1 Introduction

Measurement of the relative rate of prompt $χ_{c0}$, $χ_{c1}$ and $χ_{c2}$ production at $\sqrt{s}=7$TeV

EUROPEAN ORGANIZATION FOR NUCLEAR RESEARCH (CERN)

CERN-PH-EP-2013-114 LHCb-PAPER-2013-028 September 9, 2013

Measurement of the relative rate of prompt , and production at

The LHCb collaboration1

Prompt production of charmonium , and mesons is studied using proton-proton collisions at the LHC at a centre-of-mass energy of . The mesons are identified through their decay to , with using photons that converted in the detector. A data sample, corresponding to an integrated luminosity of 1.0 collected by the LHCb detector, is used to measure the relative prompt production rate of and in the rapidity range as a function of the transverse momentum from 3 to 20 . First evidence for meson production at a high-energy hadron collider is also presented.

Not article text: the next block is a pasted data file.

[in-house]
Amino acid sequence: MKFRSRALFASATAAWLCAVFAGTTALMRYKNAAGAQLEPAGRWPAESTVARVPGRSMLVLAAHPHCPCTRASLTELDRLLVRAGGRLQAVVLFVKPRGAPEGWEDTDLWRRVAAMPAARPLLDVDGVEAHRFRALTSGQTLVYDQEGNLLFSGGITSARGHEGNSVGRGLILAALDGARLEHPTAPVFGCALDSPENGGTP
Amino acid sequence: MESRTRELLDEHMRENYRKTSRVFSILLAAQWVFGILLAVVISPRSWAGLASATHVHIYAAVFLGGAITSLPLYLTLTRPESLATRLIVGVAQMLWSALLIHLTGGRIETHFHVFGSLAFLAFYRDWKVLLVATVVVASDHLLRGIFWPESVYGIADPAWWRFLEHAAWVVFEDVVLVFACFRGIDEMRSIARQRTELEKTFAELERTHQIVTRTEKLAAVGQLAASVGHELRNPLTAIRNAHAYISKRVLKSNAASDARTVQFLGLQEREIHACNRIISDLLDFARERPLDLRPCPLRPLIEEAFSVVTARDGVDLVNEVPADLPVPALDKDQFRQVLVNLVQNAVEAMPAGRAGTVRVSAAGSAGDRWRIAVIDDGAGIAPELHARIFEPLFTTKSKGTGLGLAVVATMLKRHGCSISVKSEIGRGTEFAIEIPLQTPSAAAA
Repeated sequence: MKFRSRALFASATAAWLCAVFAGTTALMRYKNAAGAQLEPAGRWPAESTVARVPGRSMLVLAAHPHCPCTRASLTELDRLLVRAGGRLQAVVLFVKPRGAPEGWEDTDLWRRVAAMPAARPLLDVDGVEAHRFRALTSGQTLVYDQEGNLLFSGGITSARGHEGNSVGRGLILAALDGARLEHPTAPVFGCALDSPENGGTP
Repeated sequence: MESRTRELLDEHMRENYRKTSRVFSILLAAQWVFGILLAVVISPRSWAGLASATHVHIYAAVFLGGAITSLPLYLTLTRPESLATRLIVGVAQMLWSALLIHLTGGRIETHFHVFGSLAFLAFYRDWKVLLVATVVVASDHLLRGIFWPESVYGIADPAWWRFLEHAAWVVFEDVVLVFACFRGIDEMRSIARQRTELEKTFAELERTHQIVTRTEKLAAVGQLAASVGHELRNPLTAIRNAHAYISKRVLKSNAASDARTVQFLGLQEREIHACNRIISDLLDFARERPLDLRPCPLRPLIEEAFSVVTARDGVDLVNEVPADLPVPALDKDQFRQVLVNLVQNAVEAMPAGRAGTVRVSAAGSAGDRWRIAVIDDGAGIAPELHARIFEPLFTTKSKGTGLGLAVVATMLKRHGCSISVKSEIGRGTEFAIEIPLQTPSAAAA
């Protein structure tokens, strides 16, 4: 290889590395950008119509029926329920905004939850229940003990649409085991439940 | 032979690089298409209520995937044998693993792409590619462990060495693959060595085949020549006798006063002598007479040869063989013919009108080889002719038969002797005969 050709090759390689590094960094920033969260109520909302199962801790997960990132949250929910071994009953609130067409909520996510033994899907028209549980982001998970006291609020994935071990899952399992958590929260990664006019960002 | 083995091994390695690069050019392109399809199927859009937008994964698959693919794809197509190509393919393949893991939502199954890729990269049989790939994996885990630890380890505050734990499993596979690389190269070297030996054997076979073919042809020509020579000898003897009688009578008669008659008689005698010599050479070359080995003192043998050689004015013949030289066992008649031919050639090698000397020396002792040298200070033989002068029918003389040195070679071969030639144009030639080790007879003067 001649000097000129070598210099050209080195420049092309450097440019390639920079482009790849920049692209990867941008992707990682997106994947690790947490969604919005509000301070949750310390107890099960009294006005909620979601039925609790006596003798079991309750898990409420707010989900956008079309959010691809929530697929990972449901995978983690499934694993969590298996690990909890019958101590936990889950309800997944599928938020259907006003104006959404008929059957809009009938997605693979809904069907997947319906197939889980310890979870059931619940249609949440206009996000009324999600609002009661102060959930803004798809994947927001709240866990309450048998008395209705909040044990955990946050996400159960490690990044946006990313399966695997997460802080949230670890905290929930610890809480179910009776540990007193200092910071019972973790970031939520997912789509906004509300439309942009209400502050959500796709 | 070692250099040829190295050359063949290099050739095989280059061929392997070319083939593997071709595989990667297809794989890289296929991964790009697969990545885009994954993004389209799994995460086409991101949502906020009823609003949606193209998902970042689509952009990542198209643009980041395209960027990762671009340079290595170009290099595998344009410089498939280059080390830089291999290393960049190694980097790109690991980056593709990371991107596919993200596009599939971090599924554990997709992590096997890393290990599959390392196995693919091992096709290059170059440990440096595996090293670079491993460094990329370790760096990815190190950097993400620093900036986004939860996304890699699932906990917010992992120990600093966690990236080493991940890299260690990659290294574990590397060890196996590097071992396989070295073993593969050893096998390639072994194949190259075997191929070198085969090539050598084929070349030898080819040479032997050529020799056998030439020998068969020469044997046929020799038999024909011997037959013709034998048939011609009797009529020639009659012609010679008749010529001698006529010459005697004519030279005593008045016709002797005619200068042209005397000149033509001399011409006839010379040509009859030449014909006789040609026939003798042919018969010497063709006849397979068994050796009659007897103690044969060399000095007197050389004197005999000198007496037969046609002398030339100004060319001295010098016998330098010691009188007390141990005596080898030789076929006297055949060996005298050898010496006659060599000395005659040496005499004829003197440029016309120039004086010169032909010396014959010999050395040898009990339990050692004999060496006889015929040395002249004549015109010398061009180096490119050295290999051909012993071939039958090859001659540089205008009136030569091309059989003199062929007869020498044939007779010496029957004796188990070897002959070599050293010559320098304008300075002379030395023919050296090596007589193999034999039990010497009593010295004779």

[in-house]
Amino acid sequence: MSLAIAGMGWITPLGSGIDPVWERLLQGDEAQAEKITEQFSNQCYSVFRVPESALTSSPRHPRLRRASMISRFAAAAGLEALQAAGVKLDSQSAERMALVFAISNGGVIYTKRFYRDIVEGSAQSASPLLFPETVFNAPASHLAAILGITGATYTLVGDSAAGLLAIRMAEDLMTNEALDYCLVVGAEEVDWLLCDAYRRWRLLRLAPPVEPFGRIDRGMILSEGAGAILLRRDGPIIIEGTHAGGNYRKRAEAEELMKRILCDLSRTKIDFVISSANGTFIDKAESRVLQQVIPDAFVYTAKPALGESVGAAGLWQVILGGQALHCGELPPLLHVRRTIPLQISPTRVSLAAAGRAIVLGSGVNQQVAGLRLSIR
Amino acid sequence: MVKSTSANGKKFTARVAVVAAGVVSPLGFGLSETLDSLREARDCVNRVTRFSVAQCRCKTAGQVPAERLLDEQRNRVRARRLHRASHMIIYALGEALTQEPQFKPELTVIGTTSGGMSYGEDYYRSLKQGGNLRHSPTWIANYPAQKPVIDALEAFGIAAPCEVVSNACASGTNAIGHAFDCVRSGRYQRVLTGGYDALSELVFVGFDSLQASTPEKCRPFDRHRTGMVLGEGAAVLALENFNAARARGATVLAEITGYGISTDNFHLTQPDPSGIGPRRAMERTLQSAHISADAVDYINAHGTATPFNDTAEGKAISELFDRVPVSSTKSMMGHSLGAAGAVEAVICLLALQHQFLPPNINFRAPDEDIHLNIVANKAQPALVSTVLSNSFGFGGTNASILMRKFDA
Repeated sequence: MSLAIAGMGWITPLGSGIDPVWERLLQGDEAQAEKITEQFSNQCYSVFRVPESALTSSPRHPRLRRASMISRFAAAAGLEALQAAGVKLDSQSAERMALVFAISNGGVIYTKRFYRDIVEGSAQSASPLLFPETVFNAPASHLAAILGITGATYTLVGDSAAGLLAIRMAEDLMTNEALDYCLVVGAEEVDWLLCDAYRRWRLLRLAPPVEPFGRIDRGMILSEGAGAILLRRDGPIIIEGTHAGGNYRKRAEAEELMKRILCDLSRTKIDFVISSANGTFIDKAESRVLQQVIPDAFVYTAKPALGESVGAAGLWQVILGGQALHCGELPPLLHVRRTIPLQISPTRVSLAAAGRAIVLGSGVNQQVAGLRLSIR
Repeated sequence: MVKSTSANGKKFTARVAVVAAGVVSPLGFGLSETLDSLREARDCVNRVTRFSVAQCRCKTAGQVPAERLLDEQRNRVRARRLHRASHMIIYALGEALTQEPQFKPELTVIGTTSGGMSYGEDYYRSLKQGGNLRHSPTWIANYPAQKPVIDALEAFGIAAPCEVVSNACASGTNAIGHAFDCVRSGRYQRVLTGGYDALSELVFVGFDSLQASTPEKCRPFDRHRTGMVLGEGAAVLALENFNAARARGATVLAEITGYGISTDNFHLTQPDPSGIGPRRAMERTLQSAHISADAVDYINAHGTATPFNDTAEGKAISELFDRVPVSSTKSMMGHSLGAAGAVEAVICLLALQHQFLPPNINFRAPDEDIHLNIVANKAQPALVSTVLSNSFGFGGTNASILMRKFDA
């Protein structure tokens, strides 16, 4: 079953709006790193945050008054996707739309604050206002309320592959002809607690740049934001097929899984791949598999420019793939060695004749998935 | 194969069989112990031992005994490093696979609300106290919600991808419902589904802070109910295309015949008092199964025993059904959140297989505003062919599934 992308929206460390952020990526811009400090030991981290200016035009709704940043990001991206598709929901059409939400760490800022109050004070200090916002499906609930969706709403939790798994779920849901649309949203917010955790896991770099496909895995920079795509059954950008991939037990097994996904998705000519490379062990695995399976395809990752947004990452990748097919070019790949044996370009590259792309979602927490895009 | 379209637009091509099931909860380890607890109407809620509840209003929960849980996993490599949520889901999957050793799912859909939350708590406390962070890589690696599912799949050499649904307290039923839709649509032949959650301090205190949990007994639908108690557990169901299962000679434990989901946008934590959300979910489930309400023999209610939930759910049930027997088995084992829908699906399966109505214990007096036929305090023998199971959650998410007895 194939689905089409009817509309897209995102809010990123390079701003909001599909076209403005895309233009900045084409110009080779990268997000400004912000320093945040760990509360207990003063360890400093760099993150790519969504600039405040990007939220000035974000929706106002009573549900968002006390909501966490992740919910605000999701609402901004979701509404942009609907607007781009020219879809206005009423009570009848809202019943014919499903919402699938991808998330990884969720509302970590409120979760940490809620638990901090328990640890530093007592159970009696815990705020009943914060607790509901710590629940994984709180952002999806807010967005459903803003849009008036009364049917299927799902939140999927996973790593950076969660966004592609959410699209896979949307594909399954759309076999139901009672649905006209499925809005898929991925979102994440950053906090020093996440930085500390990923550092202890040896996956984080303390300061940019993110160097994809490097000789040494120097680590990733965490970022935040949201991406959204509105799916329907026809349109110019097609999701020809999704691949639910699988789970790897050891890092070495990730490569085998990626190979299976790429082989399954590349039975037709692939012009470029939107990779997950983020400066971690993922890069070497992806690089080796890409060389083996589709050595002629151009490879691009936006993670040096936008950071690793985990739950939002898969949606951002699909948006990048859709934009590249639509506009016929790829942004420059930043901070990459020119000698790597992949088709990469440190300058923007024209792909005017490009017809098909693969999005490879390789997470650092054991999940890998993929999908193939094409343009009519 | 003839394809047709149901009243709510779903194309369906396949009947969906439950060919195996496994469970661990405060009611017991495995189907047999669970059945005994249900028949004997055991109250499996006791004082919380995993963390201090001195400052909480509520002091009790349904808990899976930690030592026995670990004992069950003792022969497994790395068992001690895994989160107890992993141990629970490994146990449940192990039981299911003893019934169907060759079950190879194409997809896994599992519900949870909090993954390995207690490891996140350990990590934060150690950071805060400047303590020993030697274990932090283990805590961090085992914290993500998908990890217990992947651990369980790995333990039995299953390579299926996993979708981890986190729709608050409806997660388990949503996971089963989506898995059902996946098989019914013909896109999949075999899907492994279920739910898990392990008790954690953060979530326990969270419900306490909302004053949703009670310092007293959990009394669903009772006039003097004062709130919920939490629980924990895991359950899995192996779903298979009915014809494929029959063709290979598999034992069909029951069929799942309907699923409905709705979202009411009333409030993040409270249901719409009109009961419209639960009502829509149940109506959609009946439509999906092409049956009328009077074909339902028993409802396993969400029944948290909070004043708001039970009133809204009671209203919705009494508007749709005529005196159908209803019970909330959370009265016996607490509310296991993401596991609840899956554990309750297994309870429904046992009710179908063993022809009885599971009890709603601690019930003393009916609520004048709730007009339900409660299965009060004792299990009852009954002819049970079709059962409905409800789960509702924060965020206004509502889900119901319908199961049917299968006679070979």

Submitted to JHEP.

© CERN on behalf of the LHCb collaboration, license CC-BY-3.0.

 

LHCb collaboration